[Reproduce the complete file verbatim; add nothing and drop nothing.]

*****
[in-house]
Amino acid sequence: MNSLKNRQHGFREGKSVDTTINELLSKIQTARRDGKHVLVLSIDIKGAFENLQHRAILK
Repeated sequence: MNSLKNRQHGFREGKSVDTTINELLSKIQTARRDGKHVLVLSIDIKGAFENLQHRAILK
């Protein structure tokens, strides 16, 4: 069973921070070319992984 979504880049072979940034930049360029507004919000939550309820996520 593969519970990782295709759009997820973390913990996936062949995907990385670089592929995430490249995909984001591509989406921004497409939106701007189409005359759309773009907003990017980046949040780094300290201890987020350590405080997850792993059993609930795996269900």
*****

[in-house]
Amino acid sequence: MNSLKNRQHGFREGKSVDTTINELLSKIQTARRDGKHVLVLSIDIKGAFENLQHRAILK
Repeated sequence: MNSLKNRQHGFREGKSVDTTINELLSKIQTARRDGKHVLVLSIDIKGAFENLQHRAILK
């Protein structure tokens, strides 16, 4: 069973921070070319992984 979504880049072979940034930049360029507004919000939550309820996520 593969519970990782295709759009997820973390913990996936062949995907990385670089592929995430490249995909984001591509989406921004497409939106701007189409005359759309773009907003990017980046949040780094300290201890987020350590405080997850792993059993609930795996269900």